The Encounter

by Christine Adams Beckett

A red fox, a tod,

Regarded her for a conscious-packed moment

Lasting longer than scientific truth.


He stood on a meticulously constructed stone wall,

That was frosted like a cake with snow,

Red fur burning a melted image

Of a contemplative being considering

A difficult moment.

Fight or flight.  Or love?


The creature that stands before the animal

Has a drink in her hand,

A clear liquid that

Eerily takes the shape of

The transparent cylinder.

Perchance she will share it with him,

Who thirsts for water that flows

With movement, runs freely rather than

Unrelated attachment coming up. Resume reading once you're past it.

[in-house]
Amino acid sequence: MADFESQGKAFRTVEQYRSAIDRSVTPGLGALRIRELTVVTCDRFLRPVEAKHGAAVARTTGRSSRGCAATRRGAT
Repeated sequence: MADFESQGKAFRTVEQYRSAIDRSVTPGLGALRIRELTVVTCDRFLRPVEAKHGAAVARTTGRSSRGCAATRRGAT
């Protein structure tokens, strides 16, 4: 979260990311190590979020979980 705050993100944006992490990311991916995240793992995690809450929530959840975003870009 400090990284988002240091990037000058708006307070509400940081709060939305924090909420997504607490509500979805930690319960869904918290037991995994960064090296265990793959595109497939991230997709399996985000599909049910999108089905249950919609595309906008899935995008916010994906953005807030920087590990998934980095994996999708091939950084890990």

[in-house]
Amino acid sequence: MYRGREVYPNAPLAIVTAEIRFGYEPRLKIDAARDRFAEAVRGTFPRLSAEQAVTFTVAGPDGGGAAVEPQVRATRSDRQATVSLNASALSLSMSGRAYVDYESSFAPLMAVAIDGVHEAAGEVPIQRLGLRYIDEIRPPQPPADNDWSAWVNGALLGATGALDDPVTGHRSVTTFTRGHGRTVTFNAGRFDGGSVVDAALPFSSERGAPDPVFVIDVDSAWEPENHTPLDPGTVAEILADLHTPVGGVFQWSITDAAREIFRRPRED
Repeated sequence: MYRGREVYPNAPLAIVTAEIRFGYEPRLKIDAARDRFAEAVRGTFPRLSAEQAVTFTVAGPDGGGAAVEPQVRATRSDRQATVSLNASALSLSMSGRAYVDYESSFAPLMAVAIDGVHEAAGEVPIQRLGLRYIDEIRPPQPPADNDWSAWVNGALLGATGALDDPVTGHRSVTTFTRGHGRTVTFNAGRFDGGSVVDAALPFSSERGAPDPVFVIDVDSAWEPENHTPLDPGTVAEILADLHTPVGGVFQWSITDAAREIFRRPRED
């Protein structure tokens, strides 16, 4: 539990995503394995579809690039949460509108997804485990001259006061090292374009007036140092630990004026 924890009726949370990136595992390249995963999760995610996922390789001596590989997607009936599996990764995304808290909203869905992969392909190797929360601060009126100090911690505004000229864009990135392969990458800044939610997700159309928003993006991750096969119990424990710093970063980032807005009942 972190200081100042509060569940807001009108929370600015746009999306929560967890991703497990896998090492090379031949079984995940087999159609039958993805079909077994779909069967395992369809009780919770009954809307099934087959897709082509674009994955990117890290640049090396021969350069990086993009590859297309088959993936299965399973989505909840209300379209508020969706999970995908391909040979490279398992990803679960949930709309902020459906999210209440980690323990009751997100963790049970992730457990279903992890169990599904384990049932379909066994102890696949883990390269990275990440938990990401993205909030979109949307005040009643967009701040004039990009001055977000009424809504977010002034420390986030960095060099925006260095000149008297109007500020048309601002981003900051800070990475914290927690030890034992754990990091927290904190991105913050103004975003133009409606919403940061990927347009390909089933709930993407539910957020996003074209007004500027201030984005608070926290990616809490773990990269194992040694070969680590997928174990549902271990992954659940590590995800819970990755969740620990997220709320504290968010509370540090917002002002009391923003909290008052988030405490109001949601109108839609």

Solidifies in a frozen New England wood.


She has a look of delight on her face

As if creature’s presence is welcomed.

But she moves toward the window, a

Piece of solid air that to him offers no protection.

She is a mammal uncharacteristically

Mobile on two well developed

Hind legs. Flee!


He bounds toward the wood, dragging

A brush of a tail offering stability and balance

And warmth for the vixen and cubs that

Lie denned underground, a place

He will never reveal.  From a distance,

The heavy trail of fur looks burdensome.


Curiosity, the lure of a brief connection

Implores him to stop for

An instant, to lift his front right

Paw, a gesture recognizable to

Anyone with a domestic dog.

A point, an explanation he makes

He is sure she can hear:


I am enchanted by you;

But I fear you.